A few weeks ago, the FEZ group produced another new paper, this time in Evolutionary Applications, titled “Identifying and addressing methodology incongruence in phylogenetics: a review”. It’s actually the first review I’ve ever been involved in writing and was a big change from my usual research work. As there isn’t anything new in here – it’s an introductory review for all the different phylogenetic tools you have available to you if you start running into problems with your data – I thought I’d try something a bit different with the blog too; and write the story of the publication. This review has changed massively from how it was originally conceived, and the story of the paper’s history is almost as entertaining as the review itself (I hope!)
When Alberto, Torsten and I first conceived of the review in August 2021, it was because we all realised that there were few truly user-friendly introductions to phylogenetic tools available in recent literature. There were brilliant textbooks, and incredible reviews internal to the field, but there was little to easily hand a new student to read first, and nothing we could find was focused directly on practical application, for use by a non-specialist biologist who just wanted to produce a phylogenetic tree for their paper. A lot of journals really like to see phylogenies alongside systematic studies of all sorts, so we thought this was an important gap in the literature and resolved to write a review. But that’s very broad – the field of phylogenetics is massive.
I’d never published a review before, and honestly hadn’t ever even considered it. I read a lot of reviews, particularly when I’m starting to research a new topic, but I’d always felt like the literature reviews I’d had to write during my degrees were a bit substandard, and probably deserved to just sit in a box on a shelf in my flat, denied the light of day. Unlike those reviews, which I’d mostly dashed off in a hurried fortnight, I soon discovered that I could write a review that I was proud of, it would just take time. A lot of time.
The first email in my inbox that I could find regarding the review was sent a month afterward the decision to write the review, in September. The first draft of the review was titled “Recent Progress in Countering Phylogenetic Artifacts”, and covered every potential issue a user might run into. It was a monster – by splurging every conceivable problem one could come up with onto the page, the three of us had created a comprehensive guide that sat somewhere between lecture course and textbook. It needed to be trimmed down. So, with this skeleton comprising far too many bones, we sat down and starting working out what could be done. And that meant reading lots of reviews to prepare our review.
Figure 1 of our review – our first draft actually encompassed all the bits in purple, green, blue and pink! The final scope of the review is just the pink. There was a lot of cutting involved.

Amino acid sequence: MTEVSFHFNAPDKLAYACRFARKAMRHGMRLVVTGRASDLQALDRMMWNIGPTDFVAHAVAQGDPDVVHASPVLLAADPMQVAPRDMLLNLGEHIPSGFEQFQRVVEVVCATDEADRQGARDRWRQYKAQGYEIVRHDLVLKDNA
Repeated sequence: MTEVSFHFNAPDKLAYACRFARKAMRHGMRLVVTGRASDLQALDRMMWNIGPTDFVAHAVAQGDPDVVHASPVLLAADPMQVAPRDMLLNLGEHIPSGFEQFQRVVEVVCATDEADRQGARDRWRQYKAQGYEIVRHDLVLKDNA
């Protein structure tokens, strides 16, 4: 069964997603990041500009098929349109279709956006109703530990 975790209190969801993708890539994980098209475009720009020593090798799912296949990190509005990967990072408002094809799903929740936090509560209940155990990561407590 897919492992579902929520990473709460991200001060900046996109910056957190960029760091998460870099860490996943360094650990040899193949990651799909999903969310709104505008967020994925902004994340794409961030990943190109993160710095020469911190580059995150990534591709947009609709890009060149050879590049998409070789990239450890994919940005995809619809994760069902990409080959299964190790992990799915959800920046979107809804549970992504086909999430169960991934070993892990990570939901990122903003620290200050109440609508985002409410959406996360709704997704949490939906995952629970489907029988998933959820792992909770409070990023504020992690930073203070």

Thankfully, at each turn, it seemed we weren’t the only ones in the field having just this idea. Every single time we looked away from the review to focus on research, it felt like really accessible reviews appeared! First, two brilliant papers on Biological Incongruence (truly biological reasons your dataset might look messy) and Systematic Error (where errors can occur in making phylogenetic analyses) were both published in 2021 by Mirarab and Kapli. Shortly after that, Lozano-Fernandez came out with an incredible review covering the design of a Phylogenetic study. These really helped us pick what to trim out and how to do it, which left us with a clear focus:
“If you’re new to the field, and you need a nuts and bolts look of what to actually do with the messy dataset you’ve been handed, how do you evaluate all these tools?”
That was what we originally set out to make, really, and trimming out the other areas helped us to focus down on making that as clear as possible. Certainly, when I’d started, it was the review I wished I could find. Phylogenetics is fun and fascinating, but the field is complex and frequently overwhelming. By going through each problem you might encounter, explaining what is causing it, and then explaining how it can be addressed, we hope to add some clarity to the learning process. I genuinely love this science – helping to piece together the shared history of life through the clues we have left over – but it can sometimes be inaccessible. We tackle branch length heterogeneity, site saturation, compositional heterogeneity and more – all really intimidating words that can mask what are really some very intuitive concepts. We ended up first submitting the review to Evolutionary Applications in December of 2022. A whole 16 months after we first started!
The one thing I really realised was that less is more. By making the review more focused, we were also able to explore key concepts in more detail and take the time to make sure the reader felt familiar with the barrage of information. Hopefully, we succeeded! It’s Open Access, so please do give it a read!